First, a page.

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A few books at various levels with very high signal-to-noise ratio:

Feynman's little popular science book _QED: The Strange Theory of Light & Matter_ is a gem. It's very short and non-mathematical, but still manages to get remarkably close to the truth.

If you're more mathematically inclined (e.g., fluent in multivariate calculus) and know a little classical physics, the first 5 chapters of Wald's _General Relativity_ are an essentially complete introduction to the subject.

Another classic is Shannon's _A Mathematical Theory of Communication_, which introduces the subject of information theory, and then solves basically all the subject's main problems.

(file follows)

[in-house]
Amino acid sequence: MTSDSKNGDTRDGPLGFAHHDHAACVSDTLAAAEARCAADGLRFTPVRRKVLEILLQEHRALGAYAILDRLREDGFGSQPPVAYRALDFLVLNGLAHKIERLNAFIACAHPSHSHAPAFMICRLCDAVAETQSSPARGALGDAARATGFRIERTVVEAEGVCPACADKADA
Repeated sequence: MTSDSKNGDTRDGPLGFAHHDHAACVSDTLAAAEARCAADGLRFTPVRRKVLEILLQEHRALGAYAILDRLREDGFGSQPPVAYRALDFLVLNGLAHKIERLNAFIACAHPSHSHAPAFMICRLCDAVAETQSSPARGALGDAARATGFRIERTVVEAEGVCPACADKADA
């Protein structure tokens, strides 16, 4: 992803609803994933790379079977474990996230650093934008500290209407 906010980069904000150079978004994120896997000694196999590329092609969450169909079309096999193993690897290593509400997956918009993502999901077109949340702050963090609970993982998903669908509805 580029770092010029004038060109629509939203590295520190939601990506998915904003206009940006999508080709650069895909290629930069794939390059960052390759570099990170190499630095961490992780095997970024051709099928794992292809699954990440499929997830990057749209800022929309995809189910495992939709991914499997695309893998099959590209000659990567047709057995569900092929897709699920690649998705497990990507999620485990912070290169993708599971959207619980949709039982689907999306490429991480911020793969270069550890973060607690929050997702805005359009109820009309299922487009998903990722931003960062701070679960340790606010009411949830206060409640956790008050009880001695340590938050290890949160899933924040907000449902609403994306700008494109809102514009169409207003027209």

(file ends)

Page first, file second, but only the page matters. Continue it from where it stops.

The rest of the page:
In economics, I think the record for signal to noise is probably held by Keynes _The Econonic Consequences of the Peace_, 118 pages, in which he basically forecasts the disastrous course of events from 1918 to 1939.

Some nice books on this list - Keynes’ book is certain packed with advice that was completely ignored at the time.

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